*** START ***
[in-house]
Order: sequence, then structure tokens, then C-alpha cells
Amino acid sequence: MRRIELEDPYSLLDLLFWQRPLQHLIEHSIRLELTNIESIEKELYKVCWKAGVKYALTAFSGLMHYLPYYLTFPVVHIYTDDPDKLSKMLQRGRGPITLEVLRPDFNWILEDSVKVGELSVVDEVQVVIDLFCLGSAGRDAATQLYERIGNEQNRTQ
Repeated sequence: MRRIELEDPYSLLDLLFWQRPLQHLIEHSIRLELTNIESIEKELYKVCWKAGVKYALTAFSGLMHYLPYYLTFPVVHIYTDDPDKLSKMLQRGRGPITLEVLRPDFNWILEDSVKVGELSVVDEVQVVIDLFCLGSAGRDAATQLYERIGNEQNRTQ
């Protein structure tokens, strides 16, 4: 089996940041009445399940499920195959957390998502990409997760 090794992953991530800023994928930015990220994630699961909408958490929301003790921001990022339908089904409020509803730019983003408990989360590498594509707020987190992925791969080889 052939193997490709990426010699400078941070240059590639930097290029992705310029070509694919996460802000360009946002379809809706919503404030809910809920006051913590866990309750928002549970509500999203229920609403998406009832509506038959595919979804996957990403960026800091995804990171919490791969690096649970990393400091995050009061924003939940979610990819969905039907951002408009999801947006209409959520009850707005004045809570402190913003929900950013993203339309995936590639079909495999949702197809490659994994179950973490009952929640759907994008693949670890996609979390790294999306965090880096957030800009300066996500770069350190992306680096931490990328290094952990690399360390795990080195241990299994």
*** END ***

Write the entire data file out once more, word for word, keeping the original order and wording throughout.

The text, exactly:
[in-house]
Order: sequence, then structure tokens, then C-alpha cells
Amino acid sequence: MRRIELEDPYSLLDLLFWQRPLQHLIEHSIRLELTNIESIEKELYKVCWKAGVKYALTAFSGLMHYLPYYLTFPVVHIYTDDPDKLSKMLQRGRGPITLEVLRPDFNWILEDSVKVGELSVVDEVQVVIDLFCLGSAGRDAATQLYERIGNEQNRTQ
Repeated sequence: MRRIELEDPYSLLDLLFWQRPLQHLIEHSIRLELTNIESIEKELYKVCWKAGVKYALTAFSGLMHYLPYYLTFPVVHIYTDDPDKLSKMLQRGRGPITLEVLRPDFNWILEDSVKVGELSVVDEVQVVIDLFCLGSAGRDAATQLYERIGNEQNRTQ
């Protein structure tokens, strides 16, 4: 089996940041009445399940499920195959957390998502990409997760 090794992953991530800023994928930015990220994630699961909408958490929301003790921001990022339908089904409020509803730019983003408990989360590498594509707020987190992925791969080889 052939193997490709990426010699400078941070240059590639930097290029992705310029070509694919996460802000360009946002379809809706919503404030809910809920006051913590866990309750928002549970509500999203229920609403998406009832509506038959595919979804996957990403960026800091995804990171919490791969690096649970990393400091995050009061924003939940979610990819969905039907951002408009999801947006209409959520009850707005004045809570402190913003929900950013993203339309995936590639079909495999949702197809490659994994179950973490009952929640759907994008693949670890996609979390790294999306965090880096957030800009300066996500770069350190992306680096931490990328290094952990690399360390795990080195241990299994």